through retail pharmacies. General availability to the public is 
determined not by considering which drug products pharmacies have 
chosen to offer but by considering which drug

[[Page 58496]]

products are available for pharmacies to offer. We believe that if a 
drug is available to a retail pharmacy, then it will be available to 
the general public.
    Comment: One commenter expressed concern that, if States cannot or 
will not act when pharmacies report a lack of availability of a drug, 
will CMS establish a process for pharmacies to directly petition CMS to 
remove a FUL? The commenter adds that CMS has not indicated that it 
will implement a timely process to remove the FUL on a product in a 
State.
    Response: We have not established a separate Federal process for 
pharmacies to petition us for removal of a FUL and based on our 
experience with the FUL program, we see no need to add such a process 
at this time. We consider it the responsibility of the State to confirm 
the information provided by the pharmacies.
    Comment: One commenter proposed that rather than having a process 
that has to be managed in 50 different States, it would be more 
efficient for CMS to establish a national process for States and 
providers to express their concerns.
    Response: As discussed previously, we disagree. The statute and 
regulation provide that the listed product be generally available to 
the public through retail pharmacies in that State. We believe that 
States and pharmacies in those States are in a better position to 
assess the general availability of drugs in their areas.

M. Effects on Other Issues

    Comment: We received an audit report entitled, Audit of Chain and 
Independent Pharmacies, Mass Merchandisers, Proprietary Stores and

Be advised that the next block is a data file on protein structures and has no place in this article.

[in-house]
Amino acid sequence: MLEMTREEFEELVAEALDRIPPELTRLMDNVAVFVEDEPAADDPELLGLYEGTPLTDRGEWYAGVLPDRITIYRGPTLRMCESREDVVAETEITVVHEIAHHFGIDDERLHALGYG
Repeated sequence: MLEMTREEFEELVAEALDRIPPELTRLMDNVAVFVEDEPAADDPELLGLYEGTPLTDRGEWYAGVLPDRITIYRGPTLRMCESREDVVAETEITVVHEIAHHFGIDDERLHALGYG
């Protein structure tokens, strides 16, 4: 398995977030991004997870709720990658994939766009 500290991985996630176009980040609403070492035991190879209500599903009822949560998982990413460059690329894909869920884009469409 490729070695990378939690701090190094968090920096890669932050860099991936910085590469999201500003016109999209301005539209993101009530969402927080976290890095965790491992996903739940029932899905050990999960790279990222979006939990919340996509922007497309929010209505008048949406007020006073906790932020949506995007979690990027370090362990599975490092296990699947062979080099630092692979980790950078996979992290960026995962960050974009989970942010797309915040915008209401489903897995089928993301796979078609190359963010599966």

Foodstores with Pharmacies, March 2006, attached to a comment.
    Response: We appreciate the report. However, the report did not 
address the provisions of this rule.
    Comment: We received several comments regarding the definitions of 
AMP, wholesaler, and retail class of trade as well as comments 
regarding the outlier policy applied when setting FULs.
    Response: The purpose of this rule is to define ``multiple source 
drug.'' The topics addressed by the commenters regarding AMP, 
wholesaler, retail class of trade, and outliers are not within the 
scope of this final rule.
    Comment: One commenter stated that CMS must adopt a definition of 
``multiple source drug'' that is based on the median or weighted AMP in 
order to ensure that such drug products are available to the public 
through retail pharmacies. One commenter urged CMS to clarify that when 
a drug product ceases to meet either the first or second prong of the 
``multiple source drug'' definition (that is, there is not at least one 
other drug which is rated by the FDA as therapeutically equivalent in 
the most recent publication of the Approved Drug Products with 
Therapeutic Equivalence Evaluations and is pharmaceutically equivalent 
and bioequivalent as determined by FDA) that CMS will take Federal 
action to remove that drug from the FUL list and inform State Medicaid